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The Russian Filmmaker Who Directed ‘Tango & Cash’ Wants Popcorn Banned at His Movies


Russian filmmaker Andrei Konchalovsky told reporters on Thursday that he hopes to ban the sale of popcorn at presentations of his movies, according to the TASS news agency. At a press conference to promote his new film, “Paradise,” which has been selected as Russia’s entry for the 89th Academy Awards, Konchalovsky said he divides filmgoers into two groups: those who eat at the movie theater, and those who do not.

“Our films are for those who don’t eat popcorn,” the Russian director explained, adding that he wants to forbid the sale of popcorn at showings of his movies.

Andrei Konchalovsky is a celebrated filmmaker in Russia, where he was awarded a special Silver St. George medal in 1997 at the 20th Moscow International Film Festival for his contributions to world cinema. Earlier in his career, Konchalovsky collaborated frequently with Andrei Tarkovsky, the director of such Soviet classics as “Solaris” (1972) and “Stalker” (1979).

Konchalovsky's feature film “House of Fools” (2003), set in a Chechen mental ward in 1996, during the war with Russia, won him a Silver Lion at the Venice Film Festival.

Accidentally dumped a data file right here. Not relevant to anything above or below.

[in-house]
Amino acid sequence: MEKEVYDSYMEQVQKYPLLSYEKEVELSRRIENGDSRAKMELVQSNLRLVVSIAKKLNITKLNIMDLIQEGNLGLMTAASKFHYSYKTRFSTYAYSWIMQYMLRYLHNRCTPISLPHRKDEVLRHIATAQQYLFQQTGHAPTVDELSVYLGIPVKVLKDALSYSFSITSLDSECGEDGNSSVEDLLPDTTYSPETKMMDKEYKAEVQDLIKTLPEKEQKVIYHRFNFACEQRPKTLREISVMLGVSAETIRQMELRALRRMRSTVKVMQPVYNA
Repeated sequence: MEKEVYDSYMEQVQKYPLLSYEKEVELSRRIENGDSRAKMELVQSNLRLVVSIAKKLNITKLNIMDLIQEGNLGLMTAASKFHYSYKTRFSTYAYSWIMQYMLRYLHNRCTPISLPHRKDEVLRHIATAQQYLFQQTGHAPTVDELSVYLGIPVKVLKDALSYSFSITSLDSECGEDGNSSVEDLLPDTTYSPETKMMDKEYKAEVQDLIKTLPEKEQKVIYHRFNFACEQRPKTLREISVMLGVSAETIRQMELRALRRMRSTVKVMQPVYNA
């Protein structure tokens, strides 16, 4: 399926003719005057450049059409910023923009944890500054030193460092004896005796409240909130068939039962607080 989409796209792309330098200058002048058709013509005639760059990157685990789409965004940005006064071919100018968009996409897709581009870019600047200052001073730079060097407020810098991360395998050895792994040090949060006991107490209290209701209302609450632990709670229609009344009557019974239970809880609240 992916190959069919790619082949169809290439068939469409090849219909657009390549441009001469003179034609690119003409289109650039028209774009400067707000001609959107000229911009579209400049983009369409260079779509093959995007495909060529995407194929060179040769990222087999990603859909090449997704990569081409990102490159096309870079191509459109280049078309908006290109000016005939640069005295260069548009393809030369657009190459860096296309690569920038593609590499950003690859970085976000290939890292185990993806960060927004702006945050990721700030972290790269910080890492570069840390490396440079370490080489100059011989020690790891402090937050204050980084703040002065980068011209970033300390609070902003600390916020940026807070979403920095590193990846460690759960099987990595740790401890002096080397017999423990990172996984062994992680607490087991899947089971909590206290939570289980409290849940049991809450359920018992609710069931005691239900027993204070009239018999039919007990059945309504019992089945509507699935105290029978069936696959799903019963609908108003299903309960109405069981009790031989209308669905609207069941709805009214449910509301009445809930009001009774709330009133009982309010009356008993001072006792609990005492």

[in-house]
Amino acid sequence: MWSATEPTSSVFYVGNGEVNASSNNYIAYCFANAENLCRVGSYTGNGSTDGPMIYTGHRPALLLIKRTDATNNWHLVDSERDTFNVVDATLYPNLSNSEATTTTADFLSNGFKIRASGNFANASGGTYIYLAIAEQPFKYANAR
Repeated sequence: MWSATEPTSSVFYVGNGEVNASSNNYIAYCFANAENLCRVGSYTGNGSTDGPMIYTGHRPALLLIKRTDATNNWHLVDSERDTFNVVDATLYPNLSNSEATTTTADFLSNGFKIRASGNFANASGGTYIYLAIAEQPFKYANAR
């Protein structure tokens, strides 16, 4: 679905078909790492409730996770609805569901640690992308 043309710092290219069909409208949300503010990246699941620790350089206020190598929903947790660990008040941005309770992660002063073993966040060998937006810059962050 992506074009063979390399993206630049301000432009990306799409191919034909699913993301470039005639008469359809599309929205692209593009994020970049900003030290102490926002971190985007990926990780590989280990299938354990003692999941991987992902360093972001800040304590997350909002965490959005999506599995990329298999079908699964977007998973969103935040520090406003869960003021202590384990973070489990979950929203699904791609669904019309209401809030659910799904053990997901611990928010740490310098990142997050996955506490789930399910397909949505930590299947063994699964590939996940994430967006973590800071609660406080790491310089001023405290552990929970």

Audiences more familiar with Hollywood motion pictures will likely recognize Konchalovsky's buddy-cop action comedy, “Tango & Cash” (1989), starring Sylvester Stallone and Kurt Russell.

In April 2015, Konchalovsky and his brother, Nikita Mikhalkov (also a famous filmmaker in Russia), wrote Vladimir Putin a public letter asking the Kremlin to help them finance a fast-food chain called “Let’s Eat at Home!” The restaurants are meant to offer Russians an alternative to Western fast food, like McDonald’s and KFC.

The brothers asked the government to invest nearly 972 million rubles (then more than $18 million) in their pilot project. The Kremlin rejected the proposal, but the latest reports indicate that Konchalovsky and Mikhalkov found the necessary start-up capital, and expect to launch their restaurant chain next year.

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